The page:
Warm weather activities seem tailor-made for flip flops.
But even Jimmy buffett sings about how he blew his thong when he stepped on a pop top and cut his heel, then came home.
John Harris, DPM, FACFAS, foot and ankle specialist at Spectrum Health Medical Group, certainly agrees with Buffett’s iconic lyrics. He would tell you not to wear the flip flops in the first place. You won’t have to worry about cutting your heel anymore.
That’s not all Dr Harris has said about flip flops, which he considers the bane of the footwear world.
Top 3 reasons to throw out flip flops:
1. Ouch! Heel pain
Lack of proper, or otherwise, arch support in flip flops can cause plantar fasciitis – heel pain or lower foot pain.
Anyone with this persistent condition will tell you to avoid it at all costs.
2. Pain in the… sole of the foot
Not having adequate cushioning and arch support can cause lower foot pain.
Treatment requires stronger shoes with effective arch support.
3. Avoid the “flip-flop heel”
This condition is caused by walking barefoot or wearing backless shoes.
A thick rim of calluses forms around the edge of the heel when you wear shoes like thongs that don’t have a back to act as a heel buttress. This creates a situation where your heel is constantly exfoliated while walking. This creates a callus.
In addition to being unsightly, the cracked edge of the callus is painful.
Other flip-flip issues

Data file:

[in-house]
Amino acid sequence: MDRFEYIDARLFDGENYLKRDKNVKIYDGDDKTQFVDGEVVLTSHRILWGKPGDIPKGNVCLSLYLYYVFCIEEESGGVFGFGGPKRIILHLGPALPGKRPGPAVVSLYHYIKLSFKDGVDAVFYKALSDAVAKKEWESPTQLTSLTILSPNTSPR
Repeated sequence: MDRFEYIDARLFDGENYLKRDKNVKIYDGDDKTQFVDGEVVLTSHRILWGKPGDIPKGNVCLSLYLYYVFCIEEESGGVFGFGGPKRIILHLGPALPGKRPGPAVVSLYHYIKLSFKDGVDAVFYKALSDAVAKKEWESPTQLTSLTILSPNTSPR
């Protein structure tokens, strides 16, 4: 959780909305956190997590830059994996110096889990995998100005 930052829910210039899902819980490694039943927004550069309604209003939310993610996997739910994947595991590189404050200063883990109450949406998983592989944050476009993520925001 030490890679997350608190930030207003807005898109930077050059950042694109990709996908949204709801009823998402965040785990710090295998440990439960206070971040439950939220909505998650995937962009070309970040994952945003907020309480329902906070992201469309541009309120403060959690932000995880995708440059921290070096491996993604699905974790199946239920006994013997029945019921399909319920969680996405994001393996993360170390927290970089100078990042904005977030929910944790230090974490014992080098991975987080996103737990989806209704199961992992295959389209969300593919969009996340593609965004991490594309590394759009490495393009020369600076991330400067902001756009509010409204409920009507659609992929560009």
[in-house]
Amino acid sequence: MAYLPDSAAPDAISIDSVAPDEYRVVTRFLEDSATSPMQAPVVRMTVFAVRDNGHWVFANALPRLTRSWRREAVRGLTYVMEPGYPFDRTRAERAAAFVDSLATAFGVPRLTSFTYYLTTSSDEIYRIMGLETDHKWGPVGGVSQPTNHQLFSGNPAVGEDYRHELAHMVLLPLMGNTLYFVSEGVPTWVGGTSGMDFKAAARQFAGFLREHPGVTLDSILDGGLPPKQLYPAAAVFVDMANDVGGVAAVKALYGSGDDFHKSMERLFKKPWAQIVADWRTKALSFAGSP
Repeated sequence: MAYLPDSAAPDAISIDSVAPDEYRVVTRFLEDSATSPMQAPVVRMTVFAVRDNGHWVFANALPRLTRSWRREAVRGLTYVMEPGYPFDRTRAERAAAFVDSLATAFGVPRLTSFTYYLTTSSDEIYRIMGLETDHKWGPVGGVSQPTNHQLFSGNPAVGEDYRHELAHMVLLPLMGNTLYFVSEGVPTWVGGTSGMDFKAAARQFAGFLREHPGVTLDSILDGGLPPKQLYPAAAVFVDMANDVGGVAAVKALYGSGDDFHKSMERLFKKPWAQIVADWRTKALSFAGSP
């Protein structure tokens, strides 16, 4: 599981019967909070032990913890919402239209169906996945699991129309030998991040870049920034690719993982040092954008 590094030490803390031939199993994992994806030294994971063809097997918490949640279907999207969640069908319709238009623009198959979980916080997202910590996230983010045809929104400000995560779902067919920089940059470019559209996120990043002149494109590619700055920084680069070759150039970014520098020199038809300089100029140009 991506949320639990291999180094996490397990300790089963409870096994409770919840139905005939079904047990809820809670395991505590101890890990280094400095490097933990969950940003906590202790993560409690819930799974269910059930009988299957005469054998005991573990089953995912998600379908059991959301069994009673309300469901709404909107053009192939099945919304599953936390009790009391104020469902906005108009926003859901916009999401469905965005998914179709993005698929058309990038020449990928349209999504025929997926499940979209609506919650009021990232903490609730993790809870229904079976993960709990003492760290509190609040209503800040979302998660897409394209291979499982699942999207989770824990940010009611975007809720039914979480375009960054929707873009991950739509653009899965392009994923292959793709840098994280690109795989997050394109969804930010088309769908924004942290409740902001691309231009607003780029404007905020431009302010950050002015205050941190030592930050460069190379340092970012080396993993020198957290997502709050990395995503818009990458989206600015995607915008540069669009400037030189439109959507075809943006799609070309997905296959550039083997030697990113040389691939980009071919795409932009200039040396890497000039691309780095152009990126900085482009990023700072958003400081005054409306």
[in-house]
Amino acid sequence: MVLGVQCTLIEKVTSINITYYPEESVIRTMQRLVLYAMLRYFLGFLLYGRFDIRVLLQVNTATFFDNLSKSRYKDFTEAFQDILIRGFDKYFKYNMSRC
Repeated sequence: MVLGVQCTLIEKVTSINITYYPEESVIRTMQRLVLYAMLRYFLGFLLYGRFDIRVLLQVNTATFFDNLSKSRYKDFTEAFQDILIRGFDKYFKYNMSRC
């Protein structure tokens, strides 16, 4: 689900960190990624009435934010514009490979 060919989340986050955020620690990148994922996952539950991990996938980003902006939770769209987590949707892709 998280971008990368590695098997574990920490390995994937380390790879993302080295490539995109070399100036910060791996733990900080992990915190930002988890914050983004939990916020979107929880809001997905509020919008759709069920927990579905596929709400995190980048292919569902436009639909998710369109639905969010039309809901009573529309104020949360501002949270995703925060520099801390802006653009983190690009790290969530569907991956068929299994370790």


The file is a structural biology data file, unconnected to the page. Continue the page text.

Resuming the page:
Less common, Dr Harris said, but of equal concern are injuries from activities related to wearing flip flops.
Doctors often see ankle sprains in someone who plays basketball or other sports with flip flops, skin abrasions from a child riding a bicycle while wearing flip flops, or cuts on one foot when a person wears flip flops in a river and they slide and float, exposing the bare foot to sharp rocks and debris in the river.
In addition, a study by Auburn University points out that wearing flip flops makes you take shorter steps and changes the way you walk relative to your gait when wearing sneakers. This can cause muscle tension.
“Instead of flip-flops, wear activity-specific shoes,” Dr. Harris suggested.
He pointed out that the child who rides a bike should wear sneakers, the basketball player should wear basketball shoes or sneakers, and the person in the river should wear something like Keen shoes to walk in a lake or river. , unless it is a sandy bottom Lake.
“For everyday use in the summer, I’ll be wearing a pair of flip-flop-like shoes,” Dr. Harris conceded. “But, I go for a shoe or sandal that has a more substantial sole and more arch support compared to the inexpensive, flimsy flip flops you’ll find in stores across town.”
There are many brands that fit this category, he said, suggesting people look for something like Chaco, Keen, Teva or Vionic.
“They are designed to protect your foot while still allowing you to participate in activities,” he said.
Overall, Dr. Harris encourages everyone to look for summer sandals that have a stronger sole compared to those with a few millimeters of foam, often found in common thongs, and to look for sandals with support. arch rather than just a flat surface for the footbed.
“No matter which brand you choose, you should still never play basketball or mow your lawn with flip flops,” Dr. Harris warned. “It’s just too risky.